11/04/2019 20:43 EST

Koi Pond At Vancouver’s Dr. Sun Yat-Sen Classical Chinese Garden Drained After Otter Attack

The park staff don't know how the otter got over the barrier they installed after last year's deadly attack.

VANCOUVER — The koi pond at Vancouver’s Dr. Sun Yat-Sen Classical Chinese Garden has been drained and the remaining carp removed after a hungry river otter returned for a second annual fall hunting trip.

Vancouver parks director Howard Normann said Monday the appearance of a river otter at the garden last week prompted immediate action to prevent carnage similar to last fall when an otter killed about a dozen large koi before escaping live trap efforts.

It’s not yet known how the river otter managed to bypass measures implemented last year to secure the pond area, but it’s possible the animal scaled a fortified fence or took advantage of a brief opening of self-locking gates to make its deadly entrance, he said.

A man looks at the water at the Dr. Sun Yat-Sen Classical Chinese Garden, which was reopened after being closed when a river otter took up residence in the garden and ate numerous valuable koi fish, in Vancouver on Thursday, Nov. 29, 2018. CANADIAN PRESS/Darryl Dyck

Normann said he can’t determine if the otter is the same animal from last year, but it’s somewhat coincidental an otter came back to hunt in the gardens shortly after a nearby public waterfall and pond area where it may have been living or frequenting was shut down for the winter.

“It seems to make sense that there’s something connected to us turning that off and then it makes its way over to the garden right across the street,” he said. “We winterize all those water features. We can’t have them running all winter because if they freeze all the pipes will break.”

Normann said river otters have a strong sense of smell and are likely able to pick up the scents from the koi pond.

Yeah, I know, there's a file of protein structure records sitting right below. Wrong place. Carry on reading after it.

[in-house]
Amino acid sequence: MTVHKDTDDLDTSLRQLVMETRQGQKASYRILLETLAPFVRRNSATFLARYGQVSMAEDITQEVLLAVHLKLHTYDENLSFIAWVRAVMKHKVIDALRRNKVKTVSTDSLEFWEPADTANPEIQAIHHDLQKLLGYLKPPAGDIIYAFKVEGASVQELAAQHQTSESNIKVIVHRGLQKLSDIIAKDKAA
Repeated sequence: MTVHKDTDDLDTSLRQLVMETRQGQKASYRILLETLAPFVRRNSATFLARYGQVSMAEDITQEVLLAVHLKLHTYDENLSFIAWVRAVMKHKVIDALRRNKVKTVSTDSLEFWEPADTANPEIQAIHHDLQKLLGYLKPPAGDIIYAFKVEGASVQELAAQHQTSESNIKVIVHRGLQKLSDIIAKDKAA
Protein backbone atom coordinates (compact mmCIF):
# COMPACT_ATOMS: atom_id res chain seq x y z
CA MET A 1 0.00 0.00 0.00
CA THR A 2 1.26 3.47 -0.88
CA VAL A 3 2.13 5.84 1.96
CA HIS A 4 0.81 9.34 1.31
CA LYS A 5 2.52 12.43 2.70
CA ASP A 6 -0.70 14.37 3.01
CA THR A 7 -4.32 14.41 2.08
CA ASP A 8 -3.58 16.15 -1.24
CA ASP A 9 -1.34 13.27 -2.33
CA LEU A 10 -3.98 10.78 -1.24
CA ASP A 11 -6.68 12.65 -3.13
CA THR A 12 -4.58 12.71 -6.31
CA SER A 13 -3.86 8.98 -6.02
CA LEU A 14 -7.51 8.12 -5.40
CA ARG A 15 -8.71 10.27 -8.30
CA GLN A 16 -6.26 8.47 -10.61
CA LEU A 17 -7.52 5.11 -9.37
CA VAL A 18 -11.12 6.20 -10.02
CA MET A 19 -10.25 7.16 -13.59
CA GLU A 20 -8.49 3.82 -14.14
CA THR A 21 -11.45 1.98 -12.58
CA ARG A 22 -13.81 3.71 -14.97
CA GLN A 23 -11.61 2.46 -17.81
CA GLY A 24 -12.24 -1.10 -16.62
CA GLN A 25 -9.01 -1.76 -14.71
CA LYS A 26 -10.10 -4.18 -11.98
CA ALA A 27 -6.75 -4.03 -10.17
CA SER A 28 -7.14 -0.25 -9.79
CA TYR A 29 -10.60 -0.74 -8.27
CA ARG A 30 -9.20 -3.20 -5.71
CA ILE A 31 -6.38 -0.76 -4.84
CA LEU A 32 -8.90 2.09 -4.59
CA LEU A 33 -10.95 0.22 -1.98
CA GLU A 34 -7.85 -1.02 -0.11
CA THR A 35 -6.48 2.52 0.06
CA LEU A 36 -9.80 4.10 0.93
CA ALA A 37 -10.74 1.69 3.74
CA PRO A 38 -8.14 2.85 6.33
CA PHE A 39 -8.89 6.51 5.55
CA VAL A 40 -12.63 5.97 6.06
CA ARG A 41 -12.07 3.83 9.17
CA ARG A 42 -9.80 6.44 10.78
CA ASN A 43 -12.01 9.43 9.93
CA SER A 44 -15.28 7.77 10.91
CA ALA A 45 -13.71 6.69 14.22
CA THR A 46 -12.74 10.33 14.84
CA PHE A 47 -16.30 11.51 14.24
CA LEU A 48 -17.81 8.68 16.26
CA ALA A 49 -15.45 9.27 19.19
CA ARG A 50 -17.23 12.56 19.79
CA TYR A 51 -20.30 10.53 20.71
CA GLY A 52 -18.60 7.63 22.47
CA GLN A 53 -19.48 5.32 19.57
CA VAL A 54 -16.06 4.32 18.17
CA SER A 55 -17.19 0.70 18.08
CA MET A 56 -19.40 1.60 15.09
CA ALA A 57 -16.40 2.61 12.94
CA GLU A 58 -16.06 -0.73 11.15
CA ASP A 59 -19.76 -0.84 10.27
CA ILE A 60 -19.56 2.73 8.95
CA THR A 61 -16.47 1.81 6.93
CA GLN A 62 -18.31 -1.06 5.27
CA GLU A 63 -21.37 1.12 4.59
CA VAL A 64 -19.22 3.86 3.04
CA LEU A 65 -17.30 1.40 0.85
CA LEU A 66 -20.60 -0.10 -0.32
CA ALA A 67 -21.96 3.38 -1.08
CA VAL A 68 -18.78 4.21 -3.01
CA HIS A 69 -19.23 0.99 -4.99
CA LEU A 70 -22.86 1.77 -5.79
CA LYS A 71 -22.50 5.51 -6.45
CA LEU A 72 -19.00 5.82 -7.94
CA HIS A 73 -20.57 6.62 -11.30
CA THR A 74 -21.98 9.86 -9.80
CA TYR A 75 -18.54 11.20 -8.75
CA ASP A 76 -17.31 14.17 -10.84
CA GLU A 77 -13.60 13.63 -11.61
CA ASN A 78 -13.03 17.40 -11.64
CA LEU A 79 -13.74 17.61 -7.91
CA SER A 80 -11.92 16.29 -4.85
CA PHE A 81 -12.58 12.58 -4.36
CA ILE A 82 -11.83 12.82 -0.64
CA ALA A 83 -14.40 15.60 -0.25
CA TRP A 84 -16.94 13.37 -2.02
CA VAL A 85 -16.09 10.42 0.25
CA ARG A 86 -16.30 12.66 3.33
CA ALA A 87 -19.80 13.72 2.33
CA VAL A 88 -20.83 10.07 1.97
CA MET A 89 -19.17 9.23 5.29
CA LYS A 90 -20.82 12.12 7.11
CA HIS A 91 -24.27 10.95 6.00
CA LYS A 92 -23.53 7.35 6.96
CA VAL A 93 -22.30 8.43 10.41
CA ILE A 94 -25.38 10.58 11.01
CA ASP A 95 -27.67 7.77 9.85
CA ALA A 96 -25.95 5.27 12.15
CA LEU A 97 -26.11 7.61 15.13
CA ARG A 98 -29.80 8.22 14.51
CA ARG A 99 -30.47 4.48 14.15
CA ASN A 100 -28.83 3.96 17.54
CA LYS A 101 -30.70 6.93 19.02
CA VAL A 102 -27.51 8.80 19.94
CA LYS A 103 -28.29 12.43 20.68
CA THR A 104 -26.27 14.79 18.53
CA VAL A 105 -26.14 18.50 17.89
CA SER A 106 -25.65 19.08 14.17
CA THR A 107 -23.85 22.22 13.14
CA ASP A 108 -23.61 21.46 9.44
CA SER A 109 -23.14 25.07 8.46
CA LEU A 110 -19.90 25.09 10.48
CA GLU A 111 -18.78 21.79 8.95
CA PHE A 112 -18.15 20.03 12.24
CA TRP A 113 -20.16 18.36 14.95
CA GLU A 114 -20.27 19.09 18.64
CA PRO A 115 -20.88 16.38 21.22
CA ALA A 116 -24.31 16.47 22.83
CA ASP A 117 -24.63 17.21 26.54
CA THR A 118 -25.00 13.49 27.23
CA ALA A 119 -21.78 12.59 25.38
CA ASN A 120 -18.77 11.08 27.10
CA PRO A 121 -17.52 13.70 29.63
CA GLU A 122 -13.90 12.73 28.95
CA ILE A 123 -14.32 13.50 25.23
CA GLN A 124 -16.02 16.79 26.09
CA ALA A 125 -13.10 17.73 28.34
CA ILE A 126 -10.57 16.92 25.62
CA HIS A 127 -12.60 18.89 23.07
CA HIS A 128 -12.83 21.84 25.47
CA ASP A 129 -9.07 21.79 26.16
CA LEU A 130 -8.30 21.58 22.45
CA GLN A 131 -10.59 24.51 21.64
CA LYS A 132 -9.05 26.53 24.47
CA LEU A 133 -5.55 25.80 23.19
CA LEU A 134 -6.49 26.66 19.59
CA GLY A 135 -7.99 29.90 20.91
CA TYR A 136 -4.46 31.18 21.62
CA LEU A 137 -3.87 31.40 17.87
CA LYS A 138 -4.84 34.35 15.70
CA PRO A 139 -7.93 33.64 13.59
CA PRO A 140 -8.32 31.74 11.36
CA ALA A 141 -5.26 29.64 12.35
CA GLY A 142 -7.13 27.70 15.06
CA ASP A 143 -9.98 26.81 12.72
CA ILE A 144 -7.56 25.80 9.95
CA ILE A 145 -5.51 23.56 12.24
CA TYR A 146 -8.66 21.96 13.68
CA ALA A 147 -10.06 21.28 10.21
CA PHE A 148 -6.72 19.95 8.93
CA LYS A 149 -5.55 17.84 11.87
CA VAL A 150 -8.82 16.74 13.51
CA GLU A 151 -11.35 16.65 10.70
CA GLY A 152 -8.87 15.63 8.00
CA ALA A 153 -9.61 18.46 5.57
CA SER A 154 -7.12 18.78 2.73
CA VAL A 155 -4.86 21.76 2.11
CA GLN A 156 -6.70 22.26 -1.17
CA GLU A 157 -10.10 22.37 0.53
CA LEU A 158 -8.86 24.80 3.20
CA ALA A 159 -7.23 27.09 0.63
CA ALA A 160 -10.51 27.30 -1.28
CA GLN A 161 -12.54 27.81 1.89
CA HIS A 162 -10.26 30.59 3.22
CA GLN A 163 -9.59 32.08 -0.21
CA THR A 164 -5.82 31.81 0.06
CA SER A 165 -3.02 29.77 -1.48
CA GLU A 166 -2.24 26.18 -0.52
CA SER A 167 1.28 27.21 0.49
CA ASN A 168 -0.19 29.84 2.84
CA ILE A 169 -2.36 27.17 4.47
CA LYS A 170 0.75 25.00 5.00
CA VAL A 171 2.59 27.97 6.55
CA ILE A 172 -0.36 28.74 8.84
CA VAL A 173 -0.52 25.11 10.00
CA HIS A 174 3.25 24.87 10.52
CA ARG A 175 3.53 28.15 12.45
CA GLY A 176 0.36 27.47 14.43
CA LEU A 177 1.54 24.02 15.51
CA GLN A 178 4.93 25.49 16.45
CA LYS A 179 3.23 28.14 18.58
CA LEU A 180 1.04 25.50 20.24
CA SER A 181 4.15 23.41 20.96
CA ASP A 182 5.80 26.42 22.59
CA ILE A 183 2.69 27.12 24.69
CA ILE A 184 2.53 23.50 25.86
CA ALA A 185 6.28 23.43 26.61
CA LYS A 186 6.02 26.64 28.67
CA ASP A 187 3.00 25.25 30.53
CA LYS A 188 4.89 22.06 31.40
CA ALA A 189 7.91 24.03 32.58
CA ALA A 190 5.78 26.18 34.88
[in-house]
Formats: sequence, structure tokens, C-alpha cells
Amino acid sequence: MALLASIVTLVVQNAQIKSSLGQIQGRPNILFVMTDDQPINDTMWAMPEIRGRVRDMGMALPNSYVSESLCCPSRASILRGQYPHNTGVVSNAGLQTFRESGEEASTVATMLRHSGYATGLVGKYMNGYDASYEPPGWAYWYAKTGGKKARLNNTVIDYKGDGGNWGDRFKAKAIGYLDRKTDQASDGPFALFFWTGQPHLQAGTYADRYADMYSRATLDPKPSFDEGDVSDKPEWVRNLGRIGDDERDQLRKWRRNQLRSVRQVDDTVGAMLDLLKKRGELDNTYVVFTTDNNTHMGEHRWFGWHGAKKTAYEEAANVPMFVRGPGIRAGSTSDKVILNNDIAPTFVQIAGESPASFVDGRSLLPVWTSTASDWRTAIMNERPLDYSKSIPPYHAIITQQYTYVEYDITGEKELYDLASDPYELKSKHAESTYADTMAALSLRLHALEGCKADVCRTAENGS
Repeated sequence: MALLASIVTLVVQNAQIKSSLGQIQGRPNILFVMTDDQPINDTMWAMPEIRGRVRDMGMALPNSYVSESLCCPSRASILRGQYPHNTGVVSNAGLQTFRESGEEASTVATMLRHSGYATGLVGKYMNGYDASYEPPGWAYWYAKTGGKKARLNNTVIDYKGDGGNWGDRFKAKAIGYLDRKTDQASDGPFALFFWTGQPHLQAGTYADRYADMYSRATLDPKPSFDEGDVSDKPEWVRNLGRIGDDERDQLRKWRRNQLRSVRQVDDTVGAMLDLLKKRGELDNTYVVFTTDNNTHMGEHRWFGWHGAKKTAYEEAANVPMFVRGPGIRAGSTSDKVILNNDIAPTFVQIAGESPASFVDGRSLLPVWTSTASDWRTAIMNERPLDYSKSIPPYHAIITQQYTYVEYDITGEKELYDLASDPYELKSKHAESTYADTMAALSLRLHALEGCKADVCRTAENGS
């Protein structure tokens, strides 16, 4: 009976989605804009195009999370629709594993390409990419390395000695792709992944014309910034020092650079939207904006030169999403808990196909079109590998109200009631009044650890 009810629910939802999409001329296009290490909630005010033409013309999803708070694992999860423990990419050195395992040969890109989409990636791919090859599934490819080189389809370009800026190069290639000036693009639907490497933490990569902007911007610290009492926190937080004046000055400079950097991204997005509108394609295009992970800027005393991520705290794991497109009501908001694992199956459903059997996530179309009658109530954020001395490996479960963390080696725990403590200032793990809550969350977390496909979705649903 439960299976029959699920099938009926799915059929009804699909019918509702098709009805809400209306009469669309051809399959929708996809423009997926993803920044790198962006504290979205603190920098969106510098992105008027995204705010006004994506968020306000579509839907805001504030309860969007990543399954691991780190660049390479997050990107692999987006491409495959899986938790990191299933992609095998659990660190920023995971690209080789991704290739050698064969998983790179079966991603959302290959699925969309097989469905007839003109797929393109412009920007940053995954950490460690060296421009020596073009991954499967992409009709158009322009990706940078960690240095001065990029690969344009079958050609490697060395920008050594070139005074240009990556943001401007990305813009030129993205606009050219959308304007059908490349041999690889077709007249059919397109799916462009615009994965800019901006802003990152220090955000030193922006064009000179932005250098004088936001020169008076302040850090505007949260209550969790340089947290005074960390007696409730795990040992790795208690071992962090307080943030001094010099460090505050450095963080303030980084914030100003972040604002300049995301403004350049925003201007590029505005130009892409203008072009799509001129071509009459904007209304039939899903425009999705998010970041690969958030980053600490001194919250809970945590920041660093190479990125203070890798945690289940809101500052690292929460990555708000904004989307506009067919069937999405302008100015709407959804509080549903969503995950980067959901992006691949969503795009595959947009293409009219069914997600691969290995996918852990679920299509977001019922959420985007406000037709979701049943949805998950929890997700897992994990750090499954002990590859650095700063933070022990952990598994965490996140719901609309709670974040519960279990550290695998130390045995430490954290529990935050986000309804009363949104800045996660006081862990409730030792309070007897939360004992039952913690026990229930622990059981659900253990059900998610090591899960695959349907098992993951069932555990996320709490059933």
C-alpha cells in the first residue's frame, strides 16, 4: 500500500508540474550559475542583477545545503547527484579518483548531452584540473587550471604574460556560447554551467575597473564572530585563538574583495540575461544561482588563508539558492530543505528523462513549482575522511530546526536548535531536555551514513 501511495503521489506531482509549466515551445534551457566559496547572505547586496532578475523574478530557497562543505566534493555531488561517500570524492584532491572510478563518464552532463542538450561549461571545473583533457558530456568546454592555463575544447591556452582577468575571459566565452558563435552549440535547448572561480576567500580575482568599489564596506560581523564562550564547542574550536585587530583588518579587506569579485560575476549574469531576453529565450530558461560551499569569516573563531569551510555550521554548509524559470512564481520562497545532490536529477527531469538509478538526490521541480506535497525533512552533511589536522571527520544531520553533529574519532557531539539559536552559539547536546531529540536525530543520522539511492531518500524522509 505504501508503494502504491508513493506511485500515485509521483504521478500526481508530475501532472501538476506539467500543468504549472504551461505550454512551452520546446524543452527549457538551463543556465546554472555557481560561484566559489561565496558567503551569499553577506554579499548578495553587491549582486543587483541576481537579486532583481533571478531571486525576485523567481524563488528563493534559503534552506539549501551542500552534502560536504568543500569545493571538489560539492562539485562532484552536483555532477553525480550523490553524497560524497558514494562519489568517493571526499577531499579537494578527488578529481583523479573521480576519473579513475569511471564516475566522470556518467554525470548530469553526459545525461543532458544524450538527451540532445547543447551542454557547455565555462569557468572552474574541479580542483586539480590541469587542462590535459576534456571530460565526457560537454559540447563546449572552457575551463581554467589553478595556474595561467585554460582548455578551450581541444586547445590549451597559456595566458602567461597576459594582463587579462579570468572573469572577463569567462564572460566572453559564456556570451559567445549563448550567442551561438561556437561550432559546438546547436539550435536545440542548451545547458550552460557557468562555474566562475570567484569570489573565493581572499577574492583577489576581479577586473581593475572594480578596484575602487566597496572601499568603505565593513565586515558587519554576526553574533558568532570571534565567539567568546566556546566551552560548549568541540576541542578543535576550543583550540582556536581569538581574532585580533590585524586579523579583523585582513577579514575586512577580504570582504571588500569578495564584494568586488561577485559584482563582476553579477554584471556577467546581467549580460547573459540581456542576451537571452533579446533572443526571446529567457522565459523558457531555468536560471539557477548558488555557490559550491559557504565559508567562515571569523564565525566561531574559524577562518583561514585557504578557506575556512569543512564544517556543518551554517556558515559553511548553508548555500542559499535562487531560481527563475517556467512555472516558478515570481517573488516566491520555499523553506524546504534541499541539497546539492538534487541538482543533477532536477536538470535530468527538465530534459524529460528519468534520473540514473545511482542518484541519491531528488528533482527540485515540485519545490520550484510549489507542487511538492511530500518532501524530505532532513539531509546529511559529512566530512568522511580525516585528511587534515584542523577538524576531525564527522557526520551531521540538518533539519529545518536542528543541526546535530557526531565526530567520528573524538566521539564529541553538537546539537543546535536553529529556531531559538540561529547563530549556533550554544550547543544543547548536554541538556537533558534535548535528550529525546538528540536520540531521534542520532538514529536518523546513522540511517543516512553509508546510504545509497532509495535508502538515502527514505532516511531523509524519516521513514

“It’s possible it visits that (public waterfall and pond) on a regular basis and senses there’s a (koi) pond across the street,” he said.

Chris Lee from AquaTerra Environmental Ltd. removes a live koi fish from the pond at the Dr. Sun Yat-Sen Classical Chinese Garden in this handout photo on Nov. 2, 2019. A Vancouver park board official says a hungry river otter following the scent of fresh koi fish likely scaled a fence or took advantage of a brief opening of gates at a downtown Vancouver garden pond to hunt its prey. THE CANADIAN PRESS/HO, Vancouver Park Board *MANDATORY CREDIT*

He said there were no otters in the gardens while the waterfall and pond were operating last spring and summer.

A 1.2-metre high plate-like barrier was placed on the two fenced entrances to the garden last year and grates were installed in underground pipes leading to the gardens to keep out otters, but an otter still made it into the gardens, Normann said.

The gardens are surrounded by a 4.5-metre high fence and the two public entrance gates have self-locking mechanisms, but it’s still possible the otter was able to sneak in, he said.

“Unless there’s some secret tunnel I don’t know about, and we’ve explored everything,” said Normann. “We can’t find it if there is one.”

Last year’s otter exploits generated international headlines. It also created a divide between those who supported the otter, leading to a Team Otter group, and backers of the Koi, calling themselves Team Koi.

Koi fish hold spiritual significance in several Asian cultures and others supported the wild survival instincts of the otter.

Vancouver aquarium otter expert Dave Rosen said river otters are excellent hunters who are known to wander far inland in search of prey, which includes birds, rodents and other small animals. He said they are also difficult to catch.

“It is very difficult to keep an otter out or into something where it doesn’t want to be,” he said. “They are good climbers. The can go through drains. They can fit through small spaces.”

This report by The Canadian Press was first published Nov. 4, 2019.